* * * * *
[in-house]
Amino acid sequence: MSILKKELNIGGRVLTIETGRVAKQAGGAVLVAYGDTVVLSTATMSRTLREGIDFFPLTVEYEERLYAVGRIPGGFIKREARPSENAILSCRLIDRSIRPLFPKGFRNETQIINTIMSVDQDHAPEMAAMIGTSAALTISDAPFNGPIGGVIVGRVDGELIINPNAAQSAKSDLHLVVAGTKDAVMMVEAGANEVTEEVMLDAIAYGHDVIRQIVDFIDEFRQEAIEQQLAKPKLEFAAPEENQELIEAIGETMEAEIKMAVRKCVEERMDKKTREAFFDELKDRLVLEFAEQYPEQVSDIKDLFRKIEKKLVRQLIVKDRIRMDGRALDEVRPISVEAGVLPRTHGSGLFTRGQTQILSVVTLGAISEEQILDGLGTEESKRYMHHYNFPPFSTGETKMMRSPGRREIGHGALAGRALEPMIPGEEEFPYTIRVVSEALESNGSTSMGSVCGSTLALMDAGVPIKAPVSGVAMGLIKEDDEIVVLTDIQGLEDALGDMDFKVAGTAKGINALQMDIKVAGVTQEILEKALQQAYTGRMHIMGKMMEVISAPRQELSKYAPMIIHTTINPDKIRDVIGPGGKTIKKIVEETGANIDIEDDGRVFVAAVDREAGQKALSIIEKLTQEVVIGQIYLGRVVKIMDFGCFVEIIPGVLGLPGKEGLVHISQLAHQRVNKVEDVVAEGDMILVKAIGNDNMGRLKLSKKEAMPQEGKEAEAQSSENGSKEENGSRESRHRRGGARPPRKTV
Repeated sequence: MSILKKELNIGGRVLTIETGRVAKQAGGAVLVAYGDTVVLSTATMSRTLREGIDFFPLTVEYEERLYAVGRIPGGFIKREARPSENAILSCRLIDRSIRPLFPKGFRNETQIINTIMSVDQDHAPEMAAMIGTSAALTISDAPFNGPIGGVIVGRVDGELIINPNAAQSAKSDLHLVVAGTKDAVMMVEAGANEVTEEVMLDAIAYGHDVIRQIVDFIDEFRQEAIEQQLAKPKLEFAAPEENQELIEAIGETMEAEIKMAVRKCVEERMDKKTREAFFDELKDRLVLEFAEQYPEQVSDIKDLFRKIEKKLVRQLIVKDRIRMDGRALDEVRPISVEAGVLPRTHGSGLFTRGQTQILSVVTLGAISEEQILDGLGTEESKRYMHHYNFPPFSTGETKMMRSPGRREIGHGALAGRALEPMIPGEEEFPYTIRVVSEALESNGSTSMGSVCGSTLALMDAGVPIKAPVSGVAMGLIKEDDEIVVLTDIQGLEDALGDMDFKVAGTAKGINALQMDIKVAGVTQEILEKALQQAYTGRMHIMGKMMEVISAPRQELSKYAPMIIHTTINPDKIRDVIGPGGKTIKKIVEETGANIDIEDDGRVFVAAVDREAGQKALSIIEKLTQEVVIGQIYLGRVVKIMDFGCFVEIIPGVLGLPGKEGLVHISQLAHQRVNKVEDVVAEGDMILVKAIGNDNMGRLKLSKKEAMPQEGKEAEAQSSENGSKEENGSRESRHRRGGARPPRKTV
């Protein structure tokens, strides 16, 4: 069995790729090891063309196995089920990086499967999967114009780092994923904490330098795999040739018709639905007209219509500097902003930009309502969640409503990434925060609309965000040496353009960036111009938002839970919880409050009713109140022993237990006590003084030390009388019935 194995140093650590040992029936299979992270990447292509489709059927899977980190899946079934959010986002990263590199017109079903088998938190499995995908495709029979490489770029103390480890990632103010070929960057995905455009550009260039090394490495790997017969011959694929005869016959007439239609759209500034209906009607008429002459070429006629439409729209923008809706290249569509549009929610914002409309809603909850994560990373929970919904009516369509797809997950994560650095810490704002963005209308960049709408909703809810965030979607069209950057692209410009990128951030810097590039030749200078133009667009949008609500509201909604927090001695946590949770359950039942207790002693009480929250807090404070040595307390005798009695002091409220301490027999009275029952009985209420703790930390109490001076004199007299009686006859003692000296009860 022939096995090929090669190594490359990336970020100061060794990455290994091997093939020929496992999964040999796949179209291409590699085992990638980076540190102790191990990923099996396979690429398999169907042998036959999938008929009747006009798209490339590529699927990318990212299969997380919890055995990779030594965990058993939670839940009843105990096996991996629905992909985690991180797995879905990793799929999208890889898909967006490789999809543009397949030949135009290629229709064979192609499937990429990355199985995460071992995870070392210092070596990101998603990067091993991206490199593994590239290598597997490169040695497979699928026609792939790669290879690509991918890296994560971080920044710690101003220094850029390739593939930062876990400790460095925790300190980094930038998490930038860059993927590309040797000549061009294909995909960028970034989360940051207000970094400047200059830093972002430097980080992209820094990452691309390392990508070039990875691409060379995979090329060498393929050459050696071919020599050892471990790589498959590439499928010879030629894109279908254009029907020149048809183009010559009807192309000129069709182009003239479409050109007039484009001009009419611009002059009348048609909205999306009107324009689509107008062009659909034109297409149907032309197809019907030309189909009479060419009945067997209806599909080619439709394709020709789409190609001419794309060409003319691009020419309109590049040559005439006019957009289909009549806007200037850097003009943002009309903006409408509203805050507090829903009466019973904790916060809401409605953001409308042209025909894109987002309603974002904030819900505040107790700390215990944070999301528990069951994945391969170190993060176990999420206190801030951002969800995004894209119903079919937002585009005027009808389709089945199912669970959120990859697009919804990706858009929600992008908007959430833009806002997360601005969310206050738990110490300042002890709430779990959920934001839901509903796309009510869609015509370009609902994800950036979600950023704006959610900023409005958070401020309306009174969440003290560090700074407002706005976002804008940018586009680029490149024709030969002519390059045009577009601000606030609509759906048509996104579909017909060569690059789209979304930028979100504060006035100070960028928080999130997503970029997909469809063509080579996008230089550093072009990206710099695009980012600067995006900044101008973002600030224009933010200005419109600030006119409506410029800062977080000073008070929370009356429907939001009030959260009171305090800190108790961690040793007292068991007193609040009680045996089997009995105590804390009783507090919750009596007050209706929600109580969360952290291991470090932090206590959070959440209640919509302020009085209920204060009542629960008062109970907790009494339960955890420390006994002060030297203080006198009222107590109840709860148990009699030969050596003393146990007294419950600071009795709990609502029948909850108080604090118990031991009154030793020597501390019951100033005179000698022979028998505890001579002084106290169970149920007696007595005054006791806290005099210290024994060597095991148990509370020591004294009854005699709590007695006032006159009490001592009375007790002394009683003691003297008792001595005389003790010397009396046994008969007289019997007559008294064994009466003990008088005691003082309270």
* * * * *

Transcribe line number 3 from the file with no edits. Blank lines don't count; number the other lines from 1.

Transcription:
Repeated sequence: MSILKKELNIGGRVLTIETGRVAKQAGGAVLVAYGDTVVLSTATMSRTLREGIDFFPLTVEYEERLYAVGRIPGGFIKREARPSENAILSCRLIDRSIRPLFPKGFRNETQIINTIMSVDQDHAPEMAAMIGTSAALTISDAPFNGPIGGVIVGRVDGELIINPNAAQSAKSDLHLVVAGTKDAVMMVEAGANEVTEEVMLDAIAYGHDVIRQIVDFIDEFRQEAIEQQLAKPKLEFAAPEENQELIEAIGETMEAEIKMAVRKCVEERMDKKTREAFFDELKDRLVLEFAEQYPEQVSDIKDLFRKIEKKLVRQLIVKDRIRMDGRALDEVRPISVEAGVLPRTHGSGLFTRGQTQILSVVTLGAISEEQILDGLGTEESKRYMHHYNFPPFSTGETKMMRSPGRREIGHGALAGRALEPMIPGEEEFPYTIRVVSEALESNGSTSMGSVCGSTLALMDAGVPIKAPVSGVAMGLIKEDDEIVVLTDIQGLEDALGDMDFKVAGTAKGINALQMDIKVAGVTQEILEKALQQAYTGRMHIMGKMMEVISAPRQELSKYAPMIIHTTINPDKIRDVIGPGGKTIKKIVEETGANIDIEDDGRVFVAAVDREAGQKALSIIEKLTQEVVIGQIYLGRVVKIMDFGCFVEIIPGVLGLPGKEGLVHISQLAHQRVNKVEDVVAEGDMILVKAIGNDNMGRLKLSKKEAMPQEGKEAEAQSSENGSKEENGSRESRHRRGGARPPRKTV